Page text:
Tuesday, April 6, 2010

Court rules against FCC in 'net neutrality' case

A federal appeals court ruled Tuesday the the Federal Communications Commission does not have the authority to require broadband providers to give equal treatment to all internet traffic on their networks.  From AP:
The ruling by the U.S. Court of Appeals for the District of Columbia is a big victory for Comcast Corp., the nation's largest cable company. It had challenged the FCC's authority to impose so-called "net neutrality" obligations on broadband providers.

The ruling also marks a serious setback for the FCC, which is trying to officially set net neutrality regulations. FCC Chairman Julius Genachowski argues that such rules are needed to prevent phone and cable companies from using their control over Internet access to favor some online content and services over others.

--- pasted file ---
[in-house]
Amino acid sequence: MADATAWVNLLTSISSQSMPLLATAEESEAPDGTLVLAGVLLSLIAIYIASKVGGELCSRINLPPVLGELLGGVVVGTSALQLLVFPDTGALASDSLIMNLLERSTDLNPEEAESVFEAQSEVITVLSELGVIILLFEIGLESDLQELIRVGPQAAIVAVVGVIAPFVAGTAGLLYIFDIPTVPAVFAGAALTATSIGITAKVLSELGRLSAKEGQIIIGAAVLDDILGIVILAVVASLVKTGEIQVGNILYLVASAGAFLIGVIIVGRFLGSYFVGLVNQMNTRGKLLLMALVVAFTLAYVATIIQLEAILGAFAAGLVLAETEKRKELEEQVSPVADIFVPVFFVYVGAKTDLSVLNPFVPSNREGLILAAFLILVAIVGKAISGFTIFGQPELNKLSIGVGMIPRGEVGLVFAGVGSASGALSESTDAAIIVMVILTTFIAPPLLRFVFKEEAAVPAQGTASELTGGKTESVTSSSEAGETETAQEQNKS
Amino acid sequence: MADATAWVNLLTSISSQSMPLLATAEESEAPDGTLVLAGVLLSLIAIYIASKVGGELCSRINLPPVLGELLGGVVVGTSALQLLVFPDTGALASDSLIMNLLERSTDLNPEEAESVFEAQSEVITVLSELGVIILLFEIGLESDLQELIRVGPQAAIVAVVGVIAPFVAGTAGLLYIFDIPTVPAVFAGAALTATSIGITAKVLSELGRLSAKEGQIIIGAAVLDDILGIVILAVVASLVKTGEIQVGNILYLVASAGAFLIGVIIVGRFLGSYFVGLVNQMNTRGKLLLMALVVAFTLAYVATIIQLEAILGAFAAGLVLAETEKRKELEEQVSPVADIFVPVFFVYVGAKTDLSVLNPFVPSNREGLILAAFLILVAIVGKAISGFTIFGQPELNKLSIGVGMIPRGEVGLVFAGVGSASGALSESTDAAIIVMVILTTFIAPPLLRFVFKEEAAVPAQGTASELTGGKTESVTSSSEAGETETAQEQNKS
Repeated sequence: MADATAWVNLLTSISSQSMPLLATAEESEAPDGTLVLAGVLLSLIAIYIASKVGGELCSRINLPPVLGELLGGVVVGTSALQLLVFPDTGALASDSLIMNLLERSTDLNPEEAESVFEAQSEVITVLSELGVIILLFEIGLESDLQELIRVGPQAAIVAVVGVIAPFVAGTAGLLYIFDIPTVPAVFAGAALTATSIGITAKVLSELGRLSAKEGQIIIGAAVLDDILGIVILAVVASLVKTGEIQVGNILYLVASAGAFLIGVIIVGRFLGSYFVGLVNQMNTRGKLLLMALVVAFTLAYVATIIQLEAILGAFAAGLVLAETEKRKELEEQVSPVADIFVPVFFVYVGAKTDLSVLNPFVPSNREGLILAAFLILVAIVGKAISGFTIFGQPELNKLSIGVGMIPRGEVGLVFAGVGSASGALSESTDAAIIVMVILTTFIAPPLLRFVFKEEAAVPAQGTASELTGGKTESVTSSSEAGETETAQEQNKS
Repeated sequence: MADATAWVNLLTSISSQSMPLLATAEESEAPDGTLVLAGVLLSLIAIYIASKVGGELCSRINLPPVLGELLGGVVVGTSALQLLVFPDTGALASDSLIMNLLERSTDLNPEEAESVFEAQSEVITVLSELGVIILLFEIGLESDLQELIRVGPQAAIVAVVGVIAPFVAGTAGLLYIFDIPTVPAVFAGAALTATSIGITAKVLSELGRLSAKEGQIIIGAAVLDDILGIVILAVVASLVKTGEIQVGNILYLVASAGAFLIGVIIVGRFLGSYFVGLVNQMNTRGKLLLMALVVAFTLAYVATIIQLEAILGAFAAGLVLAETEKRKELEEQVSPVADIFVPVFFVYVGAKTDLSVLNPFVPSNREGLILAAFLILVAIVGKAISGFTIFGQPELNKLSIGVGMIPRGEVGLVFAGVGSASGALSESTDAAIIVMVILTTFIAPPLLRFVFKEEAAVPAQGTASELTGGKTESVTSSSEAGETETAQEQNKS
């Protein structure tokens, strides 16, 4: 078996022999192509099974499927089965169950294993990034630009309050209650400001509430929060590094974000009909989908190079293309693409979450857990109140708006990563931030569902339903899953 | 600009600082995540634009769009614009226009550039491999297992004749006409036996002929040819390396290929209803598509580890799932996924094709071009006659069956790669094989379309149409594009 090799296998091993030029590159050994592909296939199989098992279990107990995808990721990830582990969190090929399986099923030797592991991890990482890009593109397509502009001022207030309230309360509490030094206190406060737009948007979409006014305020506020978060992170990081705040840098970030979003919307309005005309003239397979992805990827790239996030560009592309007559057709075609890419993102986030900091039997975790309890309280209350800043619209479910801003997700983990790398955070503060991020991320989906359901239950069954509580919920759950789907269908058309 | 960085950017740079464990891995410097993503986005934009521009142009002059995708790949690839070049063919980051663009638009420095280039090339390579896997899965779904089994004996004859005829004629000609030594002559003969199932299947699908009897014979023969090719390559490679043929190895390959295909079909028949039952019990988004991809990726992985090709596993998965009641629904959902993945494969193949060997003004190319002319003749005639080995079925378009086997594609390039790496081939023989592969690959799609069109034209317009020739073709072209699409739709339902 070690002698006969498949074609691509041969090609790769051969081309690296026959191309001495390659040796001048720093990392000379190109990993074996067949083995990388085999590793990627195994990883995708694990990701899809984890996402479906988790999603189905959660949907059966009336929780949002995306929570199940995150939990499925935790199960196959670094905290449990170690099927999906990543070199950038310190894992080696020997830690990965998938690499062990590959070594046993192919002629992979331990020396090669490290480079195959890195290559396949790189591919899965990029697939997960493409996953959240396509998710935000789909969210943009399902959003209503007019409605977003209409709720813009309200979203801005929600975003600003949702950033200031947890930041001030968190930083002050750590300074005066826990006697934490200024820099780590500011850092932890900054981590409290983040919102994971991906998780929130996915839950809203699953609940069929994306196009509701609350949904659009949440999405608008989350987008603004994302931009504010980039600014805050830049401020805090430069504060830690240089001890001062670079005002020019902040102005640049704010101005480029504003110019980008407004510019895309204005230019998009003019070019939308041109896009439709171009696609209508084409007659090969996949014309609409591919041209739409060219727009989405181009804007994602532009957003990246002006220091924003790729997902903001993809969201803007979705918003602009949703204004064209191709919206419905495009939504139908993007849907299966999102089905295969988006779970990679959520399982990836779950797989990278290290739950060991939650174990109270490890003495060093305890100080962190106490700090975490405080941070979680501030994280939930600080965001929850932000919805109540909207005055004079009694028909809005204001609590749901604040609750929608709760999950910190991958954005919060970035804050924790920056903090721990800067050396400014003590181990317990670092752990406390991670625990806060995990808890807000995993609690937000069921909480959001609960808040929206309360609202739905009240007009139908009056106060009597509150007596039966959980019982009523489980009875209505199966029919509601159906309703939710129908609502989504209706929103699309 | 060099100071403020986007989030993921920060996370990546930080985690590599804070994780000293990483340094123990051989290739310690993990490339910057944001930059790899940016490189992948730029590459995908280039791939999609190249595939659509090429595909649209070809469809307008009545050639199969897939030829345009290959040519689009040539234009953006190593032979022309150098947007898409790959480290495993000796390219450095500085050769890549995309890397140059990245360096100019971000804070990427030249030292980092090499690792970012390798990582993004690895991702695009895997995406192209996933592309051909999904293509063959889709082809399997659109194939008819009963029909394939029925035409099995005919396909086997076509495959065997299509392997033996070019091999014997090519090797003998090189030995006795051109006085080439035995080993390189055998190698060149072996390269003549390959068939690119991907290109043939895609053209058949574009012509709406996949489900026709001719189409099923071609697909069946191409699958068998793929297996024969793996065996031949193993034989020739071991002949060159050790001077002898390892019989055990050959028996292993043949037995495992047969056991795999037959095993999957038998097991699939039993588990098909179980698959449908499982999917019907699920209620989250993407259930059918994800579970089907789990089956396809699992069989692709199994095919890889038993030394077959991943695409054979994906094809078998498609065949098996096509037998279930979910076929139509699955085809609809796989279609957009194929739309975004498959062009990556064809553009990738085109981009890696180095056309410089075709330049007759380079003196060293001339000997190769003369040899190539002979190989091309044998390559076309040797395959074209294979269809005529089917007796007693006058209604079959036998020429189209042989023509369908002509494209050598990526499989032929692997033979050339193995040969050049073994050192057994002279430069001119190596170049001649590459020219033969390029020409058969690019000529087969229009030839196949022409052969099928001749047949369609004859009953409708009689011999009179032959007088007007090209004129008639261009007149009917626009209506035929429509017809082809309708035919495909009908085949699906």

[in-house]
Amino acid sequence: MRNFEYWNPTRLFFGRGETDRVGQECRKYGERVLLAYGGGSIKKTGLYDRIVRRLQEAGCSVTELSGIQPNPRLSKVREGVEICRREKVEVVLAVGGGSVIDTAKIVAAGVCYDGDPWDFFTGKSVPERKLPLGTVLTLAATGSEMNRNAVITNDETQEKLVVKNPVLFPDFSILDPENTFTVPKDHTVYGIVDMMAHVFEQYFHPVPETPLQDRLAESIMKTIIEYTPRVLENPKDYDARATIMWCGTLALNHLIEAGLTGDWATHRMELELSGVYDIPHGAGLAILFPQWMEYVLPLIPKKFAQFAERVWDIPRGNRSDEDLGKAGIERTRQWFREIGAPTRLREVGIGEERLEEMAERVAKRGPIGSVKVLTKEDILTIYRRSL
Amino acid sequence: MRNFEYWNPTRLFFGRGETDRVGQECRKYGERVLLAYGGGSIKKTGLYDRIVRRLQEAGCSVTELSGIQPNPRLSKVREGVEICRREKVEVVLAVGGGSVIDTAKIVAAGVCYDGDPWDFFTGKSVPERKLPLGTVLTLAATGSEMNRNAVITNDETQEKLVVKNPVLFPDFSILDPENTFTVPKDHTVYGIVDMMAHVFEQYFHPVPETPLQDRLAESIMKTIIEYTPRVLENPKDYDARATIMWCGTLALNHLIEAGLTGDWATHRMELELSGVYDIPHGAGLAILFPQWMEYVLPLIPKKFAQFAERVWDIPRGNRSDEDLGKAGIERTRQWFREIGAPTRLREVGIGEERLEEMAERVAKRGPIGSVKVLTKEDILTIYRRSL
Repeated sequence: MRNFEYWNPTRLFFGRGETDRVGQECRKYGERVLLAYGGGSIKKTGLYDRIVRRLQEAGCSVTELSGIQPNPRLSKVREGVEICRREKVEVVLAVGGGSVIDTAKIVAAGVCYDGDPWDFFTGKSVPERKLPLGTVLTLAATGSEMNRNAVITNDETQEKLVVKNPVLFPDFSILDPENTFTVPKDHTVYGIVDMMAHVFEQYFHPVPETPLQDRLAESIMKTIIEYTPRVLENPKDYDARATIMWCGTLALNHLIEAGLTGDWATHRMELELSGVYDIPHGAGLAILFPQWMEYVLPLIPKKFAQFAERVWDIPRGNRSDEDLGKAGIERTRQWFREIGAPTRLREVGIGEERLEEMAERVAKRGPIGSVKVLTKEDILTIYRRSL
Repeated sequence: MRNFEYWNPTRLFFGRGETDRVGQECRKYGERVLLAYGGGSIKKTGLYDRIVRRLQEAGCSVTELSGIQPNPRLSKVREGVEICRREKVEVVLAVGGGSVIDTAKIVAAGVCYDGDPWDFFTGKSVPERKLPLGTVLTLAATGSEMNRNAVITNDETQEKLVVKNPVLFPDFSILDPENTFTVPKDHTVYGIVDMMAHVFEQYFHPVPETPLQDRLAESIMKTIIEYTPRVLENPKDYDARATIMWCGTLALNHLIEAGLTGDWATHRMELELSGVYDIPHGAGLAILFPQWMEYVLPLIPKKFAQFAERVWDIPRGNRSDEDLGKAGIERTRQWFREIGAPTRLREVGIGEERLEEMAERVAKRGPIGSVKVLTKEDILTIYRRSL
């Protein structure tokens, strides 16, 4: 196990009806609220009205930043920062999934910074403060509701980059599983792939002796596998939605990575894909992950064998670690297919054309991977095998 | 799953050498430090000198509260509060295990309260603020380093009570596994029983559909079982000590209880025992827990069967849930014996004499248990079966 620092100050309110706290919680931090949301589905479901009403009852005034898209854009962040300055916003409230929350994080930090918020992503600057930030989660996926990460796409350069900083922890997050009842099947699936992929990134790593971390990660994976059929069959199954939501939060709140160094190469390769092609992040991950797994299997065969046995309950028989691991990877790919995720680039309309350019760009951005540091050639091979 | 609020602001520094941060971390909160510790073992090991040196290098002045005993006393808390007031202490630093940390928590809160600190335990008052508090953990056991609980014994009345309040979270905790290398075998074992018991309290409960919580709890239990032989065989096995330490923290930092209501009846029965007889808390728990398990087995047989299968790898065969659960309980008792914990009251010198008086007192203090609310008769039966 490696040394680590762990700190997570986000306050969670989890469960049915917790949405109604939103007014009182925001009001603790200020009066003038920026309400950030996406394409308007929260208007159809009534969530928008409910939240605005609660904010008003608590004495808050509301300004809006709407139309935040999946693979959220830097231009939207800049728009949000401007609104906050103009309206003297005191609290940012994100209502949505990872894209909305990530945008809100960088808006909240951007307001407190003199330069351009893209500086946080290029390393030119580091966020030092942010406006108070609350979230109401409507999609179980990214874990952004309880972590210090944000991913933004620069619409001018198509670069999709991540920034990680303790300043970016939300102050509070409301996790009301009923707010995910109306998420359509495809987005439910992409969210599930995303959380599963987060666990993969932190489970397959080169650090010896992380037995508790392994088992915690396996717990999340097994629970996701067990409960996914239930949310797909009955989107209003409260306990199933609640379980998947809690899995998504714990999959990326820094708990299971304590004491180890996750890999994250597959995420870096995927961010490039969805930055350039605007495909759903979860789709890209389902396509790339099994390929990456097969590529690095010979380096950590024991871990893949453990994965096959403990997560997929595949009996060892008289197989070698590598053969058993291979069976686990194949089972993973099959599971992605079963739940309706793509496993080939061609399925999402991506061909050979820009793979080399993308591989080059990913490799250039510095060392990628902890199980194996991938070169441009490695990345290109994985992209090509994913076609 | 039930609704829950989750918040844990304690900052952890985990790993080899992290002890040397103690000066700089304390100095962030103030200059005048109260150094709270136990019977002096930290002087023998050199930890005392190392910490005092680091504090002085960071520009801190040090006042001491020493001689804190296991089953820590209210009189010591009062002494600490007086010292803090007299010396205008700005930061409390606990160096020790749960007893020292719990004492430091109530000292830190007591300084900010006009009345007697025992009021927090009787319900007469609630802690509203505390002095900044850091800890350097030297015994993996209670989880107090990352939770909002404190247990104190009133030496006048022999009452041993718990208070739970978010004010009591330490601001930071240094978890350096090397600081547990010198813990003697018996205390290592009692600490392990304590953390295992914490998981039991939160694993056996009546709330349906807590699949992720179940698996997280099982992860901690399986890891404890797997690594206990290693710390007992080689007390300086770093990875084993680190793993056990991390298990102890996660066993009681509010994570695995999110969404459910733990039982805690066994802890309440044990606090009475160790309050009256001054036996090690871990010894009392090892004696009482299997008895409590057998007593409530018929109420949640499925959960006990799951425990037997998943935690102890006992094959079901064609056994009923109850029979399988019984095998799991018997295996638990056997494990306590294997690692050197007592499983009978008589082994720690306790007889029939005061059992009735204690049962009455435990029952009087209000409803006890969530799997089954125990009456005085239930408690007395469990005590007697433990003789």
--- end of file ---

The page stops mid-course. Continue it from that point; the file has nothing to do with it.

The decision also has serious implications for the massive national broadband plan released by the FCC last month. The FCC needs clear authority to regulate broadband in order to push ahead with some its key recommendations, including a proposal to expand broadband by tapping the federal fund that subsidizes telephone service in poor and rural communities.

The court case centered on Comcast's challenge of a 2008 FCC order banning the company from blocking its broadband subscribers from using an online file-sharing technology known as BitTorrent. The commission, at the time headed by Republican Kevin Martin, based its order on a set of net-neutrality principles it adopted in 2005 to prevent broadband providers from becoming online gatekeepers. Those principles have guided the FCC's enforcement of communications laws on a case-by-case basis, and now Genachowski is trying to formalize those rules.
A unanimous three judge panel ruled that Congress has not given the FCC the power to regulate network management practices of internet service providers.  This is good news in the era of Obama administrative agency overreach.  But don't get too excited.  The FCC has already telegraphed its intention to reclassify broadband internet service to fall under Type II, or common carriage telecommunications rules so it could be regulated just like rotary phone service was back in the old days. 

I posted on this back in February in  "FCC: Taking title to the internet" if you want to know more.

No comments:

Post a Comment